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Chyssodeixis eriosoma (Doubleday) 

Green Garden Looper
Hosts Distribution Damage Biology Behavior Management Reference


Ronald F.L. Mau, Extension Entomologist

Jayma L. Martin Kessing, Educational Specialist

Department of Entomology

Honolulu, Hawaii


Green garden loopers are general feeders. Vegetable crops attacked include basil, cabbage, celery, Chinese pea, corn, eggplant, green beans, lettuce, mint, parsley, peas, potato, spinach, sweet potato, and tomato. Ornamental crops attacked are chrysanthemum, orchid, ti and tropical foliages such as Aglaonema, Diffenbachia, Ficus and Syngonium. An extensive list is reported in Roberts (1979).


The green garden looper has a widespread distribution throughout Asia, Africa, Australia, New Zealand, South Europe and the Pacific. This pest was first found in Hawaii on Oahu in 1877, and is now present on all islands.


The caterpillar is the damaging stage of this pest. Young larvae consume only one side of the leaf, leaving a window-like appearance. As the young larvae develop, they chew holes through the leaf. Older caterpillars feed from the leaf margin (Zimmerman, 1958). Caterpillars are also reported to feed on flowers and fruits.


Green garden looper development time varies with climatic conditions; warmer temperatures shorten the duration. In Hawaii the life cycle lasts between 33-35 days. Continuous and overlapping generations occur throughout the year.


Eggs of the green garden looper are flattened, white, hemispheres measuring about 1/50 inch in diameter, with a height about one-half of the diameter. The surface of the eggs is patterned with ridges, similar to that of thimbles, arranged in regular rows. Eggs are deposited singularly on the under surface of leaves, and hatch in about 6 days.


There are usually 6 larval stages. The first larval stages of this insect are small (1/12 inch in length), green caterpillars with black body hairs (setae). Subsequent larval stages are larger but similar in appearance. The full grown caterpillars are light green with faint white stripes running the length of their bodies. Their true legs are often black. The larval period lasts for about 3 weeks depending on food quality and temperature.


The mature larvae spin a thin, white, silken cocoon and pupate within. Cocoons may be attached to objects in the soil, but they are more often on the underside of the leaf or within folded edges of the leaf. Pupae are pale green with a broad brown stripe down the back. Prior to adult emergence the pupae turn brown. Duration of pupal stage is 8 to 11 days.


The wingspan of the adult moths is approximately 1-1/2 inches. Forewings are characterized by purplish brown or bronzish reflections and two defined silvery white marks near the center. Hindwings are yellow gray, darkening towards the edges. Both sexes have a hairy tuft, or brush projecting backward on the tip of the abdomen. Male moths have yellow scent brushes along the abdomen and large black brushes at the rear. Adult females can deposit from 18-281 eggs during their lifespan.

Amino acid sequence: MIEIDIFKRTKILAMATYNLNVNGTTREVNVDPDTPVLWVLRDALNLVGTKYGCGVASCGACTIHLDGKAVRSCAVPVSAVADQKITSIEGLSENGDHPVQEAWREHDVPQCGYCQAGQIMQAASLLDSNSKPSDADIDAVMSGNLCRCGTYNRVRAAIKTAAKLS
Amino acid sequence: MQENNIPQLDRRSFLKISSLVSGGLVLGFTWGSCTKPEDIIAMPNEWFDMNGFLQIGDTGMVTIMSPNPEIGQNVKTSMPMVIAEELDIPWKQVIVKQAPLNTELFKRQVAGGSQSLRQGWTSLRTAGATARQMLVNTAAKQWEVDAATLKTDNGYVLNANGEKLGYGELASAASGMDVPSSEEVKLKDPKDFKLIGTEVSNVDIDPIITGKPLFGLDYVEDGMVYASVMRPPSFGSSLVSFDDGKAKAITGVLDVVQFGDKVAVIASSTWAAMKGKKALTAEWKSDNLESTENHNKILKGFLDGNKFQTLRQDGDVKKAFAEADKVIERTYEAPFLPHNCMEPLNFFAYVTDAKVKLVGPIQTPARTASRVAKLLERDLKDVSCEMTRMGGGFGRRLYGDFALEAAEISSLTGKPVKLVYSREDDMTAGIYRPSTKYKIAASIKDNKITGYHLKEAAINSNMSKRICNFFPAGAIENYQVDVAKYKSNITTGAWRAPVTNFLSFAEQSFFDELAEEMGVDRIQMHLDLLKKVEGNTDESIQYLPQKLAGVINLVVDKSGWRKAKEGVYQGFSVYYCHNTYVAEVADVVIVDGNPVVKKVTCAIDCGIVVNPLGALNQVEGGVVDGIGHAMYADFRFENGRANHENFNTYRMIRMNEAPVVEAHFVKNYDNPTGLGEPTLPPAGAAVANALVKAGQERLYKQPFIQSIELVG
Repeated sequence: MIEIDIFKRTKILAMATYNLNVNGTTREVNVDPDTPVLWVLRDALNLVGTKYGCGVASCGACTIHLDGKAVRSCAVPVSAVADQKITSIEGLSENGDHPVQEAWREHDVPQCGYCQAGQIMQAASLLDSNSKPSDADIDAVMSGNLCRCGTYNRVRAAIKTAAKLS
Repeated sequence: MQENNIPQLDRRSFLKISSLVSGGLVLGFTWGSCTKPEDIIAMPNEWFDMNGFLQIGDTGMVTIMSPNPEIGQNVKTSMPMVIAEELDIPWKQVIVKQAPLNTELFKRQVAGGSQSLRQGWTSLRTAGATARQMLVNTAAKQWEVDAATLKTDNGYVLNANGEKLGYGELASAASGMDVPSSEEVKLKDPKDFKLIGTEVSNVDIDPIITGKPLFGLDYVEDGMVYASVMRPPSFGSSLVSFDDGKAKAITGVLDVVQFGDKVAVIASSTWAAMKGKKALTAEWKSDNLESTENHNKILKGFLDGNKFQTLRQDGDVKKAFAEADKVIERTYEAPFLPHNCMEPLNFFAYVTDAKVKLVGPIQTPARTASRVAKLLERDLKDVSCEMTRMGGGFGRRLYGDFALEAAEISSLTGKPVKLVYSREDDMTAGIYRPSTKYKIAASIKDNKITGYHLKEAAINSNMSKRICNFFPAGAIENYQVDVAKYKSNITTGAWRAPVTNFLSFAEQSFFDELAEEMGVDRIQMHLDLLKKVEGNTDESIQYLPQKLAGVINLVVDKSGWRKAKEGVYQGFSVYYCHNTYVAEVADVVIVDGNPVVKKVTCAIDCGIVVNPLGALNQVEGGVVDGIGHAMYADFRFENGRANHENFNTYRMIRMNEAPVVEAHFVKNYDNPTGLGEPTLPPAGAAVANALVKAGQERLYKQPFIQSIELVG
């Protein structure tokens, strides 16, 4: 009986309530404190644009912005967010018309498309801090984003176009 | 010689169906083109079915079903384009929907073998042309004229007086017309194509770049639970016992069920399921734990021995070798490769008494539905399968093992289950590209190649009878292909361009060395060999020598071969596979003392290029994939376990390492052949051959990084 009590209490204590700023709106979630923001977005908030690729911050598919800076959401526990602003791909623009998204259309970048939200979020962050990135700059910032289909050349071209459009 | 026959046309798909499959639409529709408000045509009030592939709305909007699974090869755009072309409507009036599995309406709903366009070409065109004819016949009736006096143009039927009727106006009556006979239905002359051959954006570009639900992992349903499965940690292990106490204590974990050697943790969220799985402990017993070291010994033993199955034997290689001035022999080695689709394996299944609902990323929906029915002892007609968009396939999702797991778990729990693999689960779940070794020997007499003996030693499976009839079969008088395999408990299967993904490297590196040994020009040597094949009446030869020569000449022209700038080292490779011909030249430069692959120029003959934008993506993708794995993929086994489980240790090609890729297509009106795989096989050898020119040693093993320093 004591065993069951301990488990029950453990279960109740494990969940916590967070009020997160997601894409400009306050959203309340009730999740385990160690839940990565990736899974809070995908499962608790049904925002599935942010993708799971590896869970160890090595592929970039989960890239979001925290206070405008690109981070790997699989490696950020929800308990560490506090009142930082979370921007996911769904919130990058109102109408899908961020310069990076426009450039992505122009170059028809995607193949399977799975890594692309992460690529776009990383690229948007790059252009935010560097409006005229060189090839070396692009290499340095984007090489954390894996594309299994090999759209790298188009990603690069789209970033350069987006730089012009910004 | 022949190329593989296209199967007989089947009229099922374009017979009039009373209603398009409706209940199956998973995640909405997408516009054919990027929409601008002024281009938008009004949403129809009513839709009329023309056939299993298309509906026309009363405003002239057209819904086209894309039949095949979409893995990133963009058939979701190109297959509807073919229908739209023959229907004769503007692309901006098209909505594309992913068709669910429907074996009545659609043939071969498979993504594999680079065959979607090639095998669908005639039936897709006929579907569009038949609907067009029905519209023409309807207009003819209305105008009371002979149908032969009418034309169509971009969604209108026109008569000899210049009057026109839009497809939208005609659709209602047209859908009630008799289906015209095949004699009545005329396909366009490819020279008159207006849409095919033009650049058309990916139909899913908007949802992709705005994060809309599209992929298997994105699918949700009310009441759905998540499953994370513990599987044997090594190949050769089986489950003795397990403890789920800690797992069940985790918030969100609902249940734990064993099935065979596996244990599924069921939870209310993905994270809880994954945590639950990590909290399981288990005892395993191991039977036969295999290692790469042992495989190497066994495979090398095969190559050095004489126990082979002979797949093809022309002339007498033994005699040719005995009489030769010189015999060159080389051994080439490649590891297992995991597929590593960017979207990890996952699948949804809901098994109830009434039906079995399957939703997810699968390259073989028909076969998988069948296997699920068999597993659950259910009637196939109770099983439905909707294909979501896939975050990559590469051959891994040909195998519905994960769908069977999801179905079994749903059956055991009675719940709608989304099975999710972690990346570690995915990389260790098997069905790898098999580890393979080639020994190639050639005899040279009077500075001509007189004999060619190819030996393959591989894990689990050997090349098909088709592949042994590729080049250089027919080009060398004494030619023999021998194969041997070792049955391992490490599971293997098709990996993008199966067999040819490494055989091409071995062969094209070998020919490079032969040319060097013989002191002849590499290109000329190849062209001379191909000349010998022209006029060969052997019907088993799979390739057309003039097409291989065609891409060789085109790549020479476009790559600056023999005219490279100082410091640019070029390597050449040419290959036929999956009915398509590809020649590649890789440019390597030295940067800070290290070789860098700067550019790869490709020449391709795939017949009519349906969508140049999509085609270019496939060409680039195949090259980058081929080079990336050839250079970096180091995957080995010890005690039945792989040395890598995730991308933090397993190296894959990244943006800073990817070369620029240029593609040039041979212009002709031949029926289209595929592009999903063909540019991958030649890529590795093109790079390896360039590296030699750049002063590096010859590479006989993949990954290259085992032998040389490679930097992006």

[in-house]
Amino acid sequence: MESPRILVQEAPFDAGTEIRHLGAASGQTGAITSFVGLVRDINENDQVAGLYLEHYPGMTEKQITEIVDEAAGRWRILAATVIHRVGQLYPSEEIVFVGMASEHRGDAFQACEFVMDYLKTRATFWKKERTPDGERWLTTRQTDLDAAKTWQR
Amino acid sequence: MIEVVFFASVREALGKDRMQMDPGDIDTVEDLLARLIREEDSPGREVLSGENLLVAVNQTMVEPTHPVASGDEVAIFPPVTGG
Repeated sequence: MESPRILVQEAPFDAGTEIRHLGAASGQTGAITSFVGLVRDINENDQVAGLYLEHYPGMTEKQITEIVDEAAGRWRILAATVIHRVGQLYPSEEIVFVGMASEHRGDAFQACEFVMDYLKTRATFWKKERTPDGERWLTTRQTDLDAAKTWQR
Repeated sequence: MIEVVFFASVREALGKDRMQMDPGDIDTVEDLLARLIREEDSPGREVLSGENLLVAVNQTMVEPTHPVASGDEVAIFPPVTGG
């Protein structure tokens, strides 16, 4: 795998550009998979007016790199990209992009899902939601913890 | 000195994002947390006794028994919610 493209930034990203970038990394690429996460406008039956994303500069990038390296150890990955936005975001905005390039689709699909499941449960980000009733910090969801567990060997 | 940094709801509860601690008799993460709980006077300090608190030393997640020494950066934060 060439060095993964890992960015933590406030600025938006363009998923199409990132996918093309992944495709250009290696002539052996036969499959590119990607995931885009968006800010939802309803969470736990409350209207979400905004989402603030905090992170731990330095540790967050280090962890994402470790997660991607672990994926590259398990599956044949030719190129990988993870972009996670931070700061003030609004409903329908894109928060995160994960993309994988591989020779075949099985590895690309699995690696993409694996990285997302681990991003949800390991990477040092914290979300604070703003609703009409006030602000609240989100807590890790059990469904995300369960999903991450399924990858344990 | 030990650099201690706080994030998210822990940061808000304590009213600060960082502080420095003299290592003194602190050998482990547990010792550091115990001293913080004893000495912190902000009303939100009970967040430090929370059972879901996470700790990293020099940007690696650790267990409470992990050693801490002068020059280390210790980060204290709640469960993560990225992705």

At rest the larvae have an arched appearance. They crawl in a "looping" fashion in which they move by holding on with their front legs, arching the middle portion of their body to bring the hind legs forward, and then extending the front of the body holding on with the hind legs.

Adults emerge from the pupae at dusk or during the night, seldom during day light hours. The adults avoid strong sunlight and are most commonly seen flying at dusk or a few hours after sunset. During the day they rest inside flowers, on the vegetation, or on walls. The adult feeds on flower nectar and honeydew. Adult males are ready to mate soon after emergence; however, females usually wait 1 to 4 days (Harakly, 1975).



Several parasites present in Hawaii contribute to controlling populations of the green garden looper. These parasites include Chaetogaedia monticola (Bigot), Copidosoma truncatellum (Dalman) (which gives as high as 85% parasitism), and Eucelatoria armigera (Coquillett) (Zimmerman, 1958).

Although they have not been reported in Hawaii, several viruses, including a nuclear polyhedrosis virus, are known to infect this insect (Roberts, 1979).


No information available.


Harakly, F. A. 1975. Biological Studies on the Tomato Looper Chrysodeixis chalcytes (Esper) in Egypt. Societe Entomologique D'Egypte Bulletin. 59:295-299.

Hudson, G. V. 1928. Plusia chalcites. pp. 79-80. In The Butterflies and Moths of New Zealand. Ferguson and Osborn, Wellington. 386 pages, 52 color plates.

Roberts, L. I. N. 1979. Biology of Chrysodeixis eriosoma (Lepidoptera: Noctuidae) in New Zealand. New Zealand Entomologist. 7(1): 52-58.

Swezey, O. H. 1906. Life History Notes and Observations on Three Common Moths. Proc. Hawaiian Entomol. Soc. 1(2): 53-58.

Zimmerman, E. C. 1958. Plusia (Autographa) chalcites (Esper). pp. 370-372. In Insects of Hawaii. A Manual of the Insects of the Hawaiian Islands, Including Enumeration of the Species and Notes on Their Origin, Distribution, Hosts, Parasites, etc. Volume 7. Macrolepidoptera. The University of Hawaii Press; Honolulu. 542 pages.





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